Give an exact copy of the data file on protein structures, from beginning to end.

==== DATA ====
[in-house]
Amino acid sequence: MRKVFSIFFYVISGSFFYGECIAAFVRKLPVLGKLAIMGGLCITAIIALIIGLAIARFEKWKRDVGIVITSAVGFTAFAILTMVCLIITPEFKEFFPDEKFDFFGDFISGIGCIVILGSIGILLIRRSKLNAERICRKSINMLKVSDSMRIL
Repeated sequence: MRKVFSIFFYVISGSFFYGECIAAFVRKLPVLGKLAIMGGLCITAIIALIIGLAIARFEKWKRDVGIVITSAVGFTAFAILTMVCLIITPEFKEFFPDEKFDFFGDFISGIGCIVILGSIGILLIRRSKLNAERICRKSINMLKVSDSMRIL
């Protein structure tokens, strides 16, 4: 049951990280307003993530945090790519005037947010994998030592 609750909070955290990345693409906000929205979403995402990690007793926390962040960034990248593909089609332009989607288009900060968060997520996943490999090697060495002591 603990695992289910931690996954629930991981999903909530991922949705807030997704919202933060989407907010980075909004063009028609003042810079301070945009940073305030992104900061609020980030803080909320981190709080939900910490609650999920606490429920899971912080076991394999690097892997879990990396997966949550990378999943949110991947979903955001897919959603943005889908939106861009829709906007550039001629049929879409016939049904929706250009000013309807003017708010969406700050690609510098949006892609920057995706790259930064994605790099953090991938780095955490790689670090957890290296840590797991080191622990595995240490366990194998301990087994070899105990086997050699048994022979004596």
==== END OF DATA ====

[in-house]
Amino acid sequence: MRKVFSIFFYVISGSFFYGECIAAFVRKLPVLGKLAIMGGLCITAIIALIIGLAIARFEKWKRDVGIVITSAVGFTAFAILTMVCLIITPEFKEFFPDEKFDFFGDFISGIGCIVILGSIGILLIRRSKLNAERICRKSINMLKVSDSMRIL
Repeated sequence: MRKVFSIFFYVISGSFFYGECIAAFVRKLPVLGKLAIMGGLCITAIIALIIGLAIARFEKWKRDVGIVITSAVGFTAFAILTMVCLIITPEFKEFFPDEKFDFFGDFISGIGCIVILGSIGILLIRRSKLNAERICRKSINMLKVSDSMRIL
């Protein structure tokens, strides 16, 4: 049951990280307003993530945090790519005037947010994998030592 609750909070955290990345693409906000929205979403995402990690007793926390962040960034990248593909089609332009989607288009900060968060997520996943490999090697060495002591 603990695992289910931690996954629930991981999903909530991922949705807030997704919202933060989407907010980075909004063009028609003042810079301070945009940073305030992104900061609020980030803080909320981190709080939900910490609650999920606490429920899971912080076991394999690097892997879990990396997966949550990378999943949110991947979903955001897919959603943005889908939106861009829709906007550039001629049929879409016939049904929706250009000013309807003017708010969406700050690609510098949006892609920057995706790259930064994605790099953090991938780095955490790689670090957890290296840590797991080191622990595995240490366990194998301990087994070899105990086997050699048994022979004596």